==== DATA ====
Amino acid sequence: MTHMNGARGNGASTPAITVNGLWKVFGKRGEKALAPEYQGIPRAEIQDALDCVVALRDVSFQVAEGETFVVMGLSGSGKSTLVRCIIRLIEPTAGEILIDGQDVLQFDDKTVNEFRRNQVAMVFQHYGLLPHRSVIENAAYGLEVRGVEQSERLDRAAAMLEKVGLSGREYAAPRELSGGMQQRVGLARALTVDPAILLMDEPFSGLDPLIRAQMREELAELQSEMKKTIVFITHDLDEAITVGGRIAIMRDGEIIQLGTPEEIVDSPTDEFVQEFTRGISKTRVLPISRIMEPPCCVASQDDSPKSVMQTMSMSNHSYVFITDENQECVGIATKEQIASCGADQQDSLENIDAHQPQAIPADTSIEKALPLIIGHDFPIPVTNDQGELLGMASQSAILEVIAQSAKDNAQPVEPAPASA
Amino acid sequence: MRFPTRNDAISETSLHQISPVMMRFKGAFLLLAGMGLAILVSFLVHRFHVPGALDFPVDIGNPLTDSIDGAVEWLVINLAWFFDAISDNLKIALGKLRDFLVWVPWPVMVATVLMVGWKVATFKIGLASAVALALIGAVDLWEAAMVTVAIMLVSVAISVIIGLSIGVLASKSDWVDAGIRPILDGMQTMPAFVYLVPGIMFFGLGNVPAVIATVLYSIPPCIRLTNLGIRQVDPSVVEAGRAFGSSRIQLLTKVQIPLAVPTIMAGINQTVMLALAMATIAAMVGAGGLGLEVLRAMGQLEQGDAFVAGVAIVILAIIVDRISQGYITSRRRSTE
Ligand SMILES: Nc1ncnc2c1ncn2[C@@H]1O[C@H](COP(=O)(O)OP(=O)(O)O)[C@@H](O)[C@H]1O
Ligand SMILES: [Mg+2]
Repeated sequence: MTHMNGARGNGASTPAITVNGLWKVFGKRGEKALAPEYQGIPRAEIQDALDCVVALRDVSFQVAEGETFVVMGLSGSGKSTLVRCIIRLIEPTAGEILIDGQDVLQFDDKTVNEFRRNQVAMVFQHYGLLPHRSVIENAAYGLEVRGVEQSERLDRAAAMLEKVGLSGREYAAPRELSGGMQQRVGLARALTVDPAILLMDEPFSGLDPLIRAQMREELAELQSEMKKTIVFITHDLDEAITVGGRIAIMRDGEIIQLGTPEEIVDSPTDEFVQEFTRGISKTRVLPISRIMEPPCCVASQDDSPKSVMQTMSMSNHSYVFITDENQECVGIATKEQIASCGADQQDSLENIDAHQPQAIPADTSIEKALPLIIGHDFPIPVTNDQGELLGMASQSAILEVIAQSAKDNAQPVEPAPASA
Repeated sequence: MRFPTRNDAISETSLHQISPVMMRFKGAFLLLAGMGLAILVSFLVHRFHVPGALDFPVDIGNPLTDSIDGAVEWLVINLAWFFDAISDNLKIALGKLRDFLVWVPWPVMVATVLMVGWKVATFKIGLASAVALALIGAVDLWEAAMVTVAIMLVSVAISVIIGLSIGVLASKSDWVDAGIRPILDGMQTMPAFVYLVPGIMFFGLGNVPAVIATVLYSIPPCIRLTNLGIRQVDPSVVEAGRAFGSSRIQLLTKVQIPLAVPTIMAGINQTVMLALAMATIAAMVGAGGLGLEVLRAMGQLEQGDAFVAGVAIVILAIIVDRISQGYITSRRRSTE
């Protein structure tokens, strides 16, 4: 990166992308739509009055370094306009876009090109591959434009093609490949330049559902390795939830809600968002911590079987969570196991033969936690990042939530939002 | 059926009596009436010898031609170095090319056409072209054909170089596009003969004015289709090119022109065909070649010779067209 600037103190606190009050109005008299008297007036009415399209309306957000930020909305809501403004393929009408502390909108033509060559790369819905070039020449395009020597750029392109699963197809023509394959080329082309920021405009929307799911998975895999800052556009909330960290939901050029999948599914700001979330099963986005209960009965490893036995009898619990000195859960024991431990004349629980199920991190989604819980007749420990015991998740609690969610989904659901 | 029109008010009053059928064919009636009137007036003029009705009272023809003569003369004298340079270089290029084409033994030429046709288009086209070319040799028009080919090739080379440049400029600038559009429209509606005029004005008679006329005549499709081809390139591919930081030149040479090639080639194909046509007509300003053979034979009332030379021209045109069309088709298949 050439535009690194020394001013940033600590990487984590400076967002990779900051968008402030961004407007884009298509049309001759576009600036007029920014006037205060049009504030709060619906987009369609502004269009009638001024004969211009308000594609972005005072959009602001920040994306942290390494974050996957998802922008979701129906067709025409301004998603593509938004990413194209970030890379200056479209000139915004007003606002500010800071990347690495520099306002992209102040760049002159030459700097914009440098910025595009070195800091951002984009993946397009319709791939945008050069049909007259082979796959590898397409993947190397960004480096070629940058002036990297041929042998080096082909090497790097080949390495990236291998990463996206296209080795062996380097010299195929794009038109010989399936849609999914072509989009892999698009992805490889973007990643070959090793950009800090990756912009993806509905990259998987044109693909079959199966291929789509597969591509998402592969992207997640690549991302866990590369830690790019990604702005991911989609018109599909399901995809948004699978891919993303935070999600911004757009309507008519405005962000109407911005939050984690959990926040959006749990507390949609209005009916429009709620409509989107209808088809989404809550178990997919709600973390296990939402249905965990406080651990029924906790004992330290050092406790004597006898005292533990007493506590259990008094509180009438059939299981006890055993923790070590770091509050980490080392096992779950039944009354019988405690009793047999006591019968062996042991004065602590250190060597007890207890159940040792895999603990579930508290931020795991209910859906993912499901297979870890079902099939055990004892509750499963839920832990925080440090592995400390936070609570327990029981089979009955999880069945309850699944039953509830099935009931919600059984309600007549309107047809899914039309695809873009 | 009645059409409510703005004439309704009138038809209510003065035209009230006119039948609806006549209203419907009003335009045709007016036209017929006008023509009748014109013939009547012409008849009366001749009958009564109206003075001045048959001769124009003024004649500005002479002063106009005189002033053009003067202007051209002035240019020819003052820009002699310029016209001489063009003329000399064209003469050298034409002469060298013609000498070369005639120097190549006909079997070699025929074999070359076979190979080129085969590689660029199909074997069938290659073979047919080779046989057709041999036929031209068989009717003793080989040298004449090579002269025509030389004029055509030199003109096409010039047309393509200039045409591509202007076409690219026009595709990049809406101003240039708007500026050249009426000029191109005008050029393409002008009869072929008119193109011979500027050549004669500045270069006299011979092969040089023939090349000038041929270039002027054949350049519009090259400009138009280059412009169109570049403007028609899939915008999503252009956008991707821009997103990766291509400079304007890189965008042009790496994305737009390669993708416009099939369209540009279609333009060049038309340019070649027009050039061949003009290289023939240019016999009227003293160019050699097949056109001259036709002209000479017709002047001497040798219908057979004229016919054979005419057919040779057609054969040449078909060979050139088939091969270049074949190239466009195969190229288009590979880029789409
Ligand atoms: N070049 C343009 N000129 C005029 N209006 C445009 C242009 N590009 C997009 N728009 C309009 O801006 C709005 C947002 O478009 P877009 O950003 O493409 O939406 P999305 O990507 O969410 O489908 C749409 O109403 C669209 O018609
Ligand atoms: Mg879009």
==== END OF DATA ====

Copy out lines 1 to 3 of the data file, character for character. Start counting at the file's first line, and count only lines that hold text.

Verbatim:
Amino acid sequence: MTHMNGARGNGASTPAITVNGLWKVFGKRGEKALAPEYQGIPRAEIQDALDCVVALRDVSFQVAEGETFVVMGLSGSGKSTLVRCIIRLIEPTAGEILIDGQDVLQFDDKTVNEFRRNQVAMVFQHYGLLPHRSVIENAAYGLEVRGVEQSERLDRAAAMLEKVGLSGREYAAPRELSGGMQQRVGLARALTVDPAILLMDEPFSGLDPLIRAQMREELAELQSEMKKTIVFITHDLDEAITVGGRIAIMRDGEIIQLGTPEEIVDSPTDEFVQEFTRGISKTRVLPISRIMEPPCCVASQDDSPKSVMQTMSMSNHSYVFITDENQECVGIATKEQIASCGADQQDSLENIDAHQPQAIPADTSIEKALPLIIGHDFPIPVTNDQGELLGMASQSAILEVIAQSAKDNAQPVEPAPASA
Amino acid sequence: MRFPTRNDAISETSLHQISPVMMRFKGAFLLLAGMGLAILVSFLVHRFHVPGALDFPVDIGNPLTDSIDGAVEWLVINLAWFFDAISDNLKIALGKLRDFLVWVPWPVMVATVLMVGWKVATFKIGLASAVALALIGAVDLWEAAMVTVAIMLVSVAISVIIGLSIGVLASKSDWVDAGIRPILDGMQTMPAFVYLVPGIMFFGLGNVPAVIATVLYSIPPCIRLTNLGIRQVDPSVVEAGRAFGSSRIQLLTKVQIPLAVPTIMAGINQTVMLALAMATIAAMVGAGGLGLEVLRAMGQLEQGDAFVAGVAIVILAIIVDRISQGYITSRRRSTE
Ligand SMILES: Nc1ncnc2c1ncn2[C@@H]1O[C@H](COP(=O)(O)OP(=O)(O)O)[C@@H](O)[C@H]1O